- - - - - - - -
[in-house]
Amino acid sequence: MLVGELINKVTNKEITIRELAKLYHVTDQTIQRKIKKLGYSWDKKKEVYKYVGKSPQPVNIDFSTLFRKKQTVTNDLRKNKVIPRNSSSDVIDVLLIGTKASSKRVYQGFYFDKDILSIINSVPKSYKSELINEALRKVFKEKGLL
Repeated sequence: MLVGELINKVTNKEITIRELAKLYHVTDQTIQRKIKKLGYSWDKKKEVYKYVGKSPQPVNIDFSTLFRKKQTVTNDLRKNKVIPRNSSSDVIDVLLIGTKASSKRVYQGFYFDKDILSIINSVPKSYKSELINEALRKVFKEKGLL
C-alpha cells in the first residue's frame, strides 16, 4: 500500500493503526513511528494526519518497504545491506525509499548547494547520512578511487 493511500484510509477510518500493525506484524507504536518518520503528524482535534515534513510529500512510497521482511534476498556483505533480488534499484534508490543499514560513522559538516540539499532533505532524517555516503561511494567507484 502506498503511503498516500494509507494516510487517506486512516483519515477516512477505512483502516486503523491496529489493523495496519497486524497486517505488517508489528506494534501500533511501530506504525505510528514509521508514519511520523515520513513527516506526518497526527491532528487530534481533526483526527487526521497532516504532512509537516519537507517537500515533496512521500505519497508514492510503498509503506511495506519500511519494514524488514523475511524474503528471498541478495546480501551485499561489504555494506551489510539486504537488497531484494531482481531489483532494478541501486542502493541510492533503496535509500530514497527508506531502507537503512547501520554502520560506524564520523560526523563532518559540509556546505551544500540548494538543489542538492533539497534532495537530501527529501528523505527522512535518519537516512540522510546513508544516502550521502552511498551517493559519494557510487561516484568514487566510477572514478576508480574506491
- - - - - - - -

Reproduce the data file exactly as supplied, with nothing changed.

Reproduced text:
[in-house]
Amino acid sequence: MLVGELINKVTNKEITIRELAKLYHVTDQTIQRKIKKLGYSWDKKKEVYKYVGKSPQPVNIDFSTLFRKKQTVTNDLRKNKVIPRNSSSDVIDVLLIGTKASSKRVYQGFYFDKDILSIINSVPKSYKSELINEALRKVFKEKGLL
Repeated sequence: MLVGELINKVTNKEITIRELAKLYHVTDQTIQRKIKKLGYSWDKKKEVYKYVGKSPQPVNIDFSTLFRKKQTVTNDLRKNKVIPRNSSSDVIDVLLIGTKASSKRVYQGFYFDKDILSIINSVPKSYKSELINEALRKVFKEKGLL
C-alpha cells in the first residue's frame, strides 16, 4: 500500500493503526513511528494526519518497504545491506525509499548547494547520512578511487 493511500484510509477510518500493525506484524507504536518518520503528524482535534515534513510529500512510497521482511534476498556483505533480488534499484534508490543499514560513522559538516540539499532533505532524517555516503561511494567507484 502506498503511503498516500494509507494516510487517506486512516483519515477516512477505512483502516486503523491496529489493523495496519497486524497486517505488517508489528506494534501500533511501530506504525505510528514509521508514519511520523515520513513527516506526518497526527491532528487530534481533526483526527487526521497532516504532512509537516519537507517537500515533496512521500505519497508514492510503498509503506511495506519500511519494514524488514523475511524474503528471498541478495546480501551485499561489504555494506551489510539486504537488497531484494531482481531489483532494478541501486542502493541510492533503496535509500530514497527508506531502507537503512547501520554502520560506524564520523560526523563532518559540509556546505551544500540548494538543489542538492533539497534532495537530501527529501528523505527522512535518519537516512540522510546513508544516502550521502552511498551517493559519494557510487561516484568514487566510477572514478576508480574506491